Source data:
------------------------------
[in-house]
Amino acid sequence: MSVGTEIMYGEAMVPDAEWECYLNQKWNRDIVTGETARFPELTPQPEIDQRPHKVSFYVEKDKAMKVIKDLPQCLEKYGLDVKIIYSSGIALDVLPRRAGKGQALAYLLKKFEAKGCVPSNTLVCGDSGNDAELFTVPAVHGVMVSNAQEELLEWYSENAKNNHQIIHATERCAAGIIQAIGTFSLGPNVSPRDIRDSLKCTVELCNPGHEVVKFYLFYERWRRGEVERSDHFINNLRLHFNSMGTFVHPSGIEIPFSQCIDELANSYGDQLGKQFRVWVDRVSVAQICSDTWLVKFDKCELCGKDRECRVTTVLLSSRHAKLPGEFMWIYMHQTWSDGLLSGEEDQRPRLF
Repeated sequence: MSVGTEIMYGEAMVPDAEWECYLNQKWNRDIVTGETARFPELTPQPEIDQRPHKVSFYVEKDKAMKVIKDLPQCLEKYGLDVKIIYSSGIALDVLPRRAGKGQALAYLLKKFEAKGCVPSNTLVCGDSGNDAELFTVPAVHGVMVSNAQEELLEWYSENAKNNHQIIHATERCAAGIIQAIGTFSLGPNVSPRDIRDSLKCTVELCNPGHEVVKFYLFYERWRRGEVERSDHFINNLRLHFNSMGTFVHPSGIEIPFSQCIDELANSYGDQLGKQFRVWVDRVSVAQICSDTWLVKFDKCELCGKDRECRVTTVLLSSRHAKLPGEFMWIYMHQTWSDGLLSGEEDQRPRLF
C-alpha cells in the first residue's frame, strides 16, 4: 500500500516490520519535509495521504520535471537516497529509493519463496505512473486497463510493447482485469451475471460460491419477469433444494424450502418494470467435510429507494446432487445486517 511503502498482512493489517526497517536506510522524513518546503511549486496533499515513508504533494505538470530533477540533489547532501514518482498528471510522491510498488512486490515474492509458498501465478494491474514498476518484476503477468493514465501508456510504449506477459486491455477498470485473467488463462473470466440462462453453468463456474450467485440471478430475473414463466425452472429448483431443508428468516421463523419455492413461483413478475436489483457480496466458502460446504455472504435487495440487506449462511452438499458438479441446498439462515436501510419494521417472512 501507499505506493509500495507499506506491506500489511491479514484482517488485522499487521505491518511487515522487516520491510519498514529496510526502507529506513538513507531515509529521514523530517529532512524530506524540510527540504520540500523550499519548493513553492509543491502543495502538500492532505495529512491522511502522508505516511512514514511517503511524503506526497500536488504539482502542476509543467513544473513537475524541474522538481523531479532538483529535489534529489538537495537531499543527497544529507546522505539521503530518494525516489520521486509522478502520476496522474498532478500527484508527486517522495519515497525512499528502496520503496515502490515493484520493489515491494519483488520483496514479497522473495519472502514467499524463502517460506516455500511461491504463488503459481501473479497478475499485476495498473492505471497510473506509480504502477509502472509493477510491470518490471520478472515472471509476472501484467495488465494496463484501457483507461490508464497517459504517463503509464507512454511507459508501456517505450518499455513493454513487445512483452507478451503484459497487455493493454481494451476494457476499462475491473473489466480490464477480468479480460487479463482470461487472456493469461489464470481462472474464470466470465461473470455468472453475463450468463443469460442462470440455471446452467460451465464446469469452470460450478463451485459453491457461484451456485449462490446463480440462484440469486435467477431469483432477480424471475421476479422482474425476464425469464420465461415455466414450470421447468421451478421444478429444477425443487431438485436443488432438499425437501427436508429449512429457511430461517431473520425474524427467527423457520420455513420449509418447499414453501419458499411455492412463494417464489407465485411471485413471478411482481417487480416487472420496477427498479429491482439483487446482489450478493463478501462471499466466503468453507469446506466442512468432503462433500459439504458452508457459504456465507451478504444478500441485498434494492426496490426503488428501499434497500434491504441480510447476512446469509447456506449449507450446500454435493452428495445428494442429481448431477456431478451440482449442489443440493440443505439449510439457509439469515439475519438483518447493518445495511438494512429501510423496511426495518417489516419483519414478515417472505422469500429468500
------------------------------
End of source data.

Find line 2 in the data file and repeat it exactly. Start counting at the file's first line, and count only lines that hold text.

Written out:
Amino acid sequence: MSVGTEIMYGEAMVPDAEWECYLNQKWNRDIVTGETARFPELTPQPEIDQRPHKVSFYVEKDKAMKVIKDLPQCLEKYGLDVKIIYSSGIALDVLPRRAGKGQALAYLLKKFEAKGCVPSNTLVCGDSGNDAELFTVPAVHGVMVSNAQEELLEWYSENAKNNHQIIHATERCAAGIIQAIGTFSLGPNVSPRDIRDSLKCTVELCNPGHEVVKFYLFYERWRRGEVERSDHFINNLRLHFNSMGTFVHPSGIEIPFSQCIDELANSYGDQLGKQFRVWVDRVSVAQICSDTWLVKFDKCELCGKDRECRVTTVLLSSRHAKLPGEFMWIYMHQTWSDGLLSGEEDQRPRLF